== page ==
Feb. 2, 2018
For Immediate Release
Brantford — A panel made up of academics, award-winning authors and the Speaker of the Ontario legislature selected The Lechton Wanderer by Abby Traina as the winner of the first-ever Laurier Stedman Prize. Results of this new writing competition were announced at a special ceremony on Friday evening. A student at Brantford Collegiate Institute and Vocational School, Traina receives a $3,000 cash prize, possibly the largest prize of its kind for a creative fiction competition open exclusively to high school students.
The Laurier Stedman Prize is funded through an endowment and estate gift given to Wilfrid Laurier University by the late Miss Mary Stedman for the purpose of celebrating and promoting arts and culture. Stedman, who passed away in 2014, was a great champion of Laurier's Brantford campus, and during her lifetime served as an executive member of the Canadian Booksellers Association.
The university created the Laurier Stedman Prize program, managed under the auspices of the English department in the Faculty of Liberal Arts, as a way to honour Stedman's wishes. Participants were asked to submit original, unpublished works of fiction, up to 1,500 words in length. The competition was open to students studying within the boundaries of Brantford's local school boards. It drew entries from nearly every secondary school in the Grand Erie and Brant Haldimand Norfolk Catholic District school boards, as well as Six Nations Polytechnic STEAM Academy, W. Ross Macdonald School, and Victoria Academy.
All entries were submitted anonymously and vetted by a series of sub-juries. The top 10 were then passed on to a prize jury to rank the finalists, and ultimately select the winner. The prize jury was chaired by Kathryn Carter, Laurier's associate vice-president: teaching and learning, and also included: award-winning author Deborah Ellis, whose international bestseller The Breadwinner, is currently nominated for an Academy Award; Emily Urquhart, award-winning writer and folklorist and Laurier's current Edna Staebler Writer in Residence; the Hon. Dave Levac, MPP for Brant and Speaker of the Ontario legislature; and Heidi Northwood, dean of the Faculty of Liberal Arts at Laurier.
Ellis was not able to attend the celebration in person, but sent greetings to the writers who took part in the Laurier Stedman Prize competition, stating: "It takes courage to put pen to paper, to expose your thoughts for all the world to see. You all have that courage, and you all have a love for storytelling, something that has been with our human species from the very beginning. I hope you all keep writing. Canada will be richer for the literature you produce."
"Tonight was truly an historic occasion," said Brian Rosborough, Laurier's senior executive officer, Brantford campus and University External Relations. "It's incredibly gratifying to play a role in recognizing the rich talent among this generation of up-and-coming authors. We're so grateful to Mary Stedman for her foresight and generosity. The Laurier Stedman Prize is a program we look forward to continuing for many years to come."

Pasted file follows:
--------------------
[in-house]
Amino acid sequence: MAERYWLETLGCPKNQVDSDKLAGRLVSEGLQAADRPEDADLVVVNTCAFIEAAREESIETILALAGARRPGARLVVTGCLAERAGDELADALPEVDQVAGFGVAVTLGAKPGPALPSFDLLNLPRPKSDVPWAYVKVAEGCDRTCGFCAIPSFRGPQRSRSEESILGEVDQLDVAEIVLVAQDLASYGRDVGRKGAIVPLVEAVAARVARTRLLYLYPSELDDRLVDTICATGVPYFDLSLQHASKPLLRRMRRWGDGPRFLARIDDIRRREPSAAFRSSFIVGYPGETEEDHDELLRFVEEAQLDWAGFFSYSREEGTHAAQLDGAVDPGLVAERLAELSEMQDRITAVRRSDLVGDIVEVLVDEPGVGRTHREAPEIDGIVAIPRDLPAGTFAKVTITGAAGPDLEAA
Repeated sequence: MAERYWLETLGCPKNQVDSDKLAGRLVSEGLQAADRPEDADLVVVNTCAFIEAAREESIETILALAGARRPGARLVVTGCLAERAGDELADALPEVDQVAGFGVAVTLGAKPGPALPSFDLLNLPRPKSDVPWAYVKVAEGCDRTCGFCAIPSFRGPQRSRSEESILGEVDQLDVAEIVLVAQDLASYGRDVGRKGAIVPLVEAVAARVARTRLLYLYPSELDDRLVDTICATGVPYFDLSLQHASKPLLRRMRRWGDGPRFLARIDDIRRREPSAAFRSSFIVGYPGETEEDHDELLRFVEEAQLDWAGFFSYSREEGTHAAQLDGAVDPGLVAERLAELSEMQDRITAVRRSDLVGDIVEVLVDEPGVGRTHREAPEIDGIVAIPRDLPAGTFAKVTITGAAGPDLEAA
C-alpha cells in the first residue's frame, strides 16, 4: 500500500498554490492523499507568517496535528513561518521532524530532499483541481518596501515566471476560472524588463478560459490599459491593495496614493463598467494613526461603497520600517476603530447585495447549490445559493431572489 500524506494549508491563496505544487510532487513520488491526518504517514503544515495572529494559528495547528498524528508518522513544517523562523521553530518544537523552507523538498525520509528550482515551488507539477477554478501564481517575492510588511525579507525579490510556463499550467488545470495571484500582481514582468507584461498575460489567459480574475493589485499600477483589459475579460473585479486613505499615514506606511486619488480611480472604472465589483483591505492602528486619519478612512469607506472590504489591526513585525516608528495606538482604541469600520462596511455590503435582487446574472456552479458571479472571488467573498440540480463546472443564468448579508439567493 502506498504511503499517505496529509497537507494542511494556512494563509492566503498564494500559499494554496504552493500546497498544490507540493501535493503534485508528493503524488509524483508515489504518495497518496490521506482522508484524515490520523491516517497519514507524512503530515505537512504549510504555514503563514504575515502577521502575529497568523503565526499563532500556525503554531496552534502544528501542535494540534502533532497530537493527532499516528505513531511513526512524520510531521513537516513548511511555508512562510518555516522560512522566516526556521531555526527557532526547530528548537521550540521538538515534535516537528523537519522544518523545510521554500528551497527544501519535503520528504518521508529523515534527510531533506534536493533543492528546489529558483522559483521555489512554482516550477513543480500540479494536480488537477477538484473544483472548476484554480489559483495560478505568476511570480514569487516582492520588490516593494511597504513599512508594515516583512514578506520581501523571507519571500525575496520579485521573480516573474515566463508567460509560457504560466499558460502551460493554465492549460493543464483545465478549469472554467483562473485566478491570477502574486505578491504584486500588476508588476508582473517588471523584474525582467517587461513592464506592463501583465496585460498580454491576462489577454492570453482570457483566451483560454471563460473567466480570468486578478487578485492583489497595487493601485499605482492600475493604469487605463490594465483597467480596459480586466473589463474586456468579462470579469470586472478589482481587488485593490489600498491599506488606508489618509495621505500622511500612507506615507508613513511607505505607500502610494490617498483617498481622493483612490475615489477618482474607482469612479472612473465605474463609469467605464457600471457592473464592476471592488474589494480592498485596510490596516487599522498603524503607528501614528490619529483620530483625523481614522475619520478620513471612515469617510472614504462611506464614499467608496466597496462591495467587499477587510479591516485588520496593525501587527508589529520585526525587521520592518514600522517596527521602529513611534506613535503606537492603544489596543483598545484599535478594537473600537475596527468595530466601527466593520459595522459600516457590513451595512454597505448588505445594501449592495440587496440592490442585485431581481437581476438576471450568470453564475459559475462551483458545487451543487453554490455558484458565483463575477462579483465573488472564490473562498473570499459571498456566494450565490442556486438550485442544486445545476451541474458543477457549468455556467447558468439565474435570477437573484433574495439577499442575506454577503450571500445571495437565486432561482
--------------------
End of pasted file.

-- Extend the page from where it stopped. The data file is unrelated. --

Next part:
In all, $10,000 in prize money was awarded at the Laurier Stedman Prize celebration. In addition to Traina's $3,000 grand prize, the jury awarded two second-place prizes of $2,000 each, and three third-place prizes of $1,000 each. The top 10 submissions as ranked by the prize jury are:
First place ($3,000):
Second place ($2,000 each; in alphabetical order):
Third place ($1,000 each; in alphabetical order):
The grand prize-winning story and additional information on the Laurier Stedman Prize will be available at wlu.ca/LaurierStedmanPrize as of Monday, Feb. 5, 2018.
Members of the Stedman family were active in the business, social and cultural fabric of Brantford and Brant County for more than a century. Mary Stedman's father, Samuel W. Stedman, went into business with his brothers in 1904, establishing the first Stedman's Bookstore on Colborne St. in Brantford. They went on to create a chain of five-and-10 cent department stores with locations across Canada. The Stedman name has become synonymous in Brantford with generosity and community building.
Mary Stedman served as managing director of Stedman's Bookstore Ltd. from 1950 to 1974 and was a member of the executive of the Canadian Booksellers Association. She was also the director and former chair of the bursary committee of the Samuel W. Stedman Foundation.
Mary Stedman was an early supporter of the idea of a university in Brantford, providing an important kick-start as one of the first donors to the fledgling campus in 1999. The university's bookstore bears the Stedman family name in recognition of their exceptional generosity. Gifts from Mary and the estate of her sister Ruth supported the construction of the university's Research and Academic Centre. Per Stedman's wishes, the Brantford campus bookstore is open not only to Laurier students, but to everyone in the community.
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